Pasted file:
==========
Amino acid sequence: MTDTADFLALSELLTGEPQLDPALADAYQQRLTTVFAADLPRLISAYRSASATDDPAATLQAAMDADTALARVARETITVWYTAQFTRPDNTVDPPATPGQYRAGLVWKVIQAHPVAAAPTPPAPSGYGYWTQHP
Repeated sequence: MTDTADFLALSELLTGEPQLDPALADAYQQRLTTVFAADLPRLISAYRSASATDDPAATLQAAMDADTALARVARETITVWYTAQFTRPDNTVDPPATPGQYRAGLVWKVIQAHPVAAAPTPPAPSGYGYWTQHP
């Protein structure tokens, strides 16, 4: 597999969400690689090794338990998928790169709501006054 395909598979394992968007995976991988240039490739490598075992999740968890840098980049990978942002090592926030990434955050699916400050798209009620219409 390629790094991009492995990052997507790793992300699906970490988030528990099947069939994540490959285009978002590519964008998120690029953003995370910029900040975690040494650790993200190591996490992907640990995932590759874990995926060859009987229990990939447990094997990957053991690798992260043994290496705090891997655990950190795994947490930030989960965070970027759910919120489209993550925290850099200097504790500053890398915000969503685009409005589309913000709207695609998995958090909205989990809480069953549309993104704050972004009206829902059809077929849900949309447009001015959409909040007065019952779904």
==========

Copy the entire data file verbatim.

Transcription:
Amino acid sequence: MTDTADFLALSELLTGEPQLDPALADAYQQRLTTVFAADLPRLISAYRSASATDDPAATLQAAMDADTALARVARETITVWYTAQFTRPDNTVDPPATPGQYRAGLVWKVIQAHPVAAAPTPPAPSGYGYWTQHP
Repeated sequence: MTDTADFLALSELLTGEPQLDPALADAYQQRLTTVFAADLPRLISAYRSASATDDPAATLQAAMDADTALARVARETITVWYTAQFTRPDNTVDPPATPGQYRAGLVWKVIQAHPVAAAPTPPAPSGYGYWTQHP
């Protein structure tokens, strides 16, 4: 597999969400690689090794338990998928790169709501006054 395909598979394992968007995976991988240039490739490598075992999740968890840098980049990978942002090592926030990434955050699916400050798209009620219409 390629790094991009492995990052997507790793992300699906970490988030528990099947069939994540490959285009978002590519964008998120690029953003995370910029900040975690040494650790993200190591996490992907640990995932590759874990995926060859009987229990990939447990094997990957053991690798992260043994290496705090891997655990950190795994947490930030989960965070970027759910919120489209993550925290850099200097504790500053890398915000969503685009409005589309913000709207695609998995958090909205989990809480069953549309993104704050972004009206829902059809077929849900949309447009001015959409909040007065019952779904």